I'm biased, I'm one of the authors of ruote.
variant 1) state machine attached to a resource (document, order, invoice, book, piece of furniture).
variant 2) state machine attached to a virtual resource named a task
variant 3) workflow engine interpreting workflow definitions
Now your question is tagged "BPM" we can be expanded into "Business Process management". How does that kind of management occur in each of the variant ?
In variant 1, the business process (or workflow) is scattered in the application. The state machine attached to the resource enforces some of the aspects of the workflow, but only those related to the resource. There may be other resources with their own state machine following the same business process.
In variant 2, the workflow can be concentrated around the task resource and represented by the state machine around that resource.
In variant 3, the workflow is enacted by interpreting a resource called a workflow definition (or business process definition).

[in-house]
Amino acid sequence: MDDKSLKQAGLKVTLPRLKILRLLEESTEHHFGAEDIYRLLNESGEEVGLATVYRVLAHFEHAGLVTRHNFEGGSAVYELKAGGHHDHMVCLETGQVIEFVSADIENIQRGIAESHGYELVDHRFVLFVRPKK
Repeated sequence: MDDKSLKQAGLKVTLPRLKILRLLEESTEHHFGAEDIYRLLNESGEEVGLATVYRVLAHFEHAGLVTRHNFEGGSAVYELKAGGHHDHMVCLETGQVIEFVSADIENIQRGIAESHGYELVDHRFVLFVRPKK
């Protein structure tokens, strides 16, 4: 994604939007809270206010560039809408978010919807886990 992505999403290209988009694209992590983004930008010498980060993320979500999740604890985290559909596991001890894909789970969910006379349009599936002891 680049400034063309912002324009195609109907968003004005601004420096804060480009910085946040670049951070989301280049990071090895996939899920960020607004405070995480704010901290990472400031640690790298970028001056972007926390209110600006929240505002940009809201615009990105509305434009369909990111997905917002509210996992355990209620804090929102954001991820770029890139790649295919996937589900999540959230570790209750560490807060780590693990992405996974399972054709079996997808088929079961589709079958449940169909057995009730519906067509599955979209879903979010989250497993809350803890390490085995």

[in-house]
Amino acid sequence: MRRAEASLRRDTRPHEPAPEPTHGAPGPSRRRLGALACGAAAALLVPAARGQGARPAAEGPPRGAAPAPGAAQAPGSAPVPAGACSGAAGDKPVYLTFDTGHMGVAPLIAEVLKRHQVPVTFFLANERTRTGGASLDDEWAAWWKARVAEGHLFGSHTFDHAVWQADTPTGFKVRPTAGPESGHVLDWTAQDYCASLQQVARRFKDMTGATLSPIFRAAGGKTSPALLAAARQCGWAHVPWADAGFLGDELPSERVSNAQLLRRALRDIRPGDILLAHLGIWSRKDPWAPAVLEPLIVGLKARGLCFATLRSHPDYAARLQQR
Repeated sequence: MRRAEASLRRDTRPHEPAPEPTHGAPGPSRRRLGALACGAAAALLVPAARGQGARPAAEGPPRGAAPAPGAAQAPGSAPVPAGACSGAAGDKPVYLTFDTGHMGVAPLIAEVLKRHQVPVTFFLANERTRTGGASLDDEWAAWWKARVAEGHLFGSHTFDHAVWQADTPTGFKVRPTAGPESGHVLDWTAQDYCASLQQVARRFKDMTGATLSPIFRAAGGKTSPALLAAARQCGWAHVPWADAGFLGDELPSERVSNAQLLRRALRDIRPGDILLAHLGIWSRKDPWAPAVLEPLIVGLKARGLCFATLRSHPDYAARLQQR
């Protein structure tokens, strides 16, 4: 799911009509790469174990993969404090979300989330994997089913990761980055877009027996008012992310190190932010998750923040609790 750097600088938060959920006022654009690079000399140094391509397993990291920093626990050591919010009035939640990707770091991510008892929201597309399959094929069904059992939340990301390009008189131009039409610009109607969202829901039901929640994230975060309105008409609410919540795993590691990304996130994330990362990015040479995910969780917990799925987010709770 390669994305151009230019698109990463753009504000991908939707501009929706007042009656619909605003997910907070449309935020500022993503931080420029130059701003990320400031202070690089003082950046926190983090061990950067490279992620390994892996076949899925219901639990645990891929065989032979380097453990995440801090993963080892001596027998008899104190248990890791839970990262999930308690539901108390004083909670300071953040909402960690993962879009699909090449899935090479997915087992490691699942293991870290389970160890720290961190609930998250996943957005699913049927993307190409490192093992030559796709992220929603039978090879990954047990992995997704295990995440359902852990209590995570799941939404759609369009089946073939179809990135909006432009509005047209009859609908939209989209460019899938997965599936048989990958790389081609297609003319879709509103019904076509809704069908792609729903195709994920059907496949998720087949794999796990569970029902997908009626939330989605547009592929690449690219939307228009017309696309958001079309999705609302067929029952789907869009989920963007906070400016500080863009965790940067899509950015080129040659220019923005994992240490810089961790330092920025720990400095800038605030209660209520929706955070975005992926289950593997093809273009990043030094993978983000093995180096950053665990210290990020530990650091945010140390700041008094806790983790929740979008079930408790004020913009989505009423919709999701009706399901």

What happens when the business process changes ? Is it worth having a workflow engine where business processes are manageable resources ?
Most of the state machine libraries have 1 set states + transitions. Workflow engines are, most of them, workflow definition interpreters and they allow multiple different workflows to run together.
What will be the cost of changing the workflow ?
The variants are not mutually exclusive. I have seen many examples where a workflow engine changes the state of multiple resources some of them guarded by state machines.
I also use variant 3 + 2 a lot, for human tasks : the workflow engine, at some points when running a process instance, hands a task (workitem) to a human participant (resource task is created and placed in state 'ready').
You can go a long way with variant 2 alone (the task manager variant).
We could also mention variant 0), where there is no state machine, no workflow engine, and the business process(es) are scattered and/or hardcoded in the application.
You can ask many questions, but if you don't take the time to read the answers and don't take the time to try out and experiment, you won't go very far, and will never acquire any flair for when to use this or that tool.